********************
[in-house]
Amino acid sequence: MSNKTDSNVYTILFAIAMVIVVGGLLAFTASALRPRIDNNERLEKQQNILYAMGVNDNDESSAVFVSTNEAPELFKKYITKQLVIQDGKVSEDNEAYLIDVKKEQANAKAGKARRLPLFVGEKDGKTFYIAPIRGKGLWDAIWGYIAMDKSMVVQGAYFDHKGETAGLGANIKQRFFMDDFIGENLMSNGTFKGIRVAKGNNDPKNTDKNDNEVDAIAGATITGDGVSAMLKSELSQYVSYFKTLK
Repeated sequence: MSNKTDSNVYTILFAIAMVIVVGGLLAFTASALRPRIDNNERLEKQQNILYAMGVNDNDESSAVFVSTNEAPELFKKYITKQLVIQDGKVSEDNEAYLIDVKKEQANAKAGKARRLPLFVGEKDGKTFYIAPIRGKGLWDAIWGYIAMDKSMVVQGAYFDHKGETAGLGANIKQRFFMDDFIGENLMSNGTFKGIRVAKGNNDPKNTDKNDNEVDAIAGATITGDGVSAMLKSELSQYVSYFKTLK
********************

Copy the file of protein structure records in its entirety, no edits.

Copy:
[in-house]
Amino acid sequence: MSNKTDSNVYTILFAIAMVIVVGGLLAFTASALRPRIDNNERLEKQQNILYAMGVNDNDESSAVFVSTNEAPELFKKYITKQLVIQDGKVSEDNEAYLIDVKKEQANAKAGKARRLPLFVGEKDGKTFYIAPIRGKGLWDAIWGYIAMDKSMVVQGAYFDHKGETAGLGANIKQRFFMDDFIGENLMSNGTFKGIRVAKGNNDPKNTDKNDNEVDAIAGATITGDGVSAMLKSELSQYVSYFKTLK
Repeated sequence: MSNKTDSNVYTILFAIAMVIVVGGLLAFTASALRPRIDNNERLEKQQNILYAMGVNDNDESSAVFVSTNEAPELFKKYITKQLVIQDGKVSEDNEAYLIDVKKEQANAKAGKARRLPLFVGEKDGKTFYIAPIRGKGLWDAIWGYIAMDKSMVVQGAYFDHKGETAGLGANIKQRFFMDDFIGENLMSNGTFKGIRVAKGNNDPKNTDKNDNEVDAIAGATITGDGVSAMLKSELSQYVSYFKTLK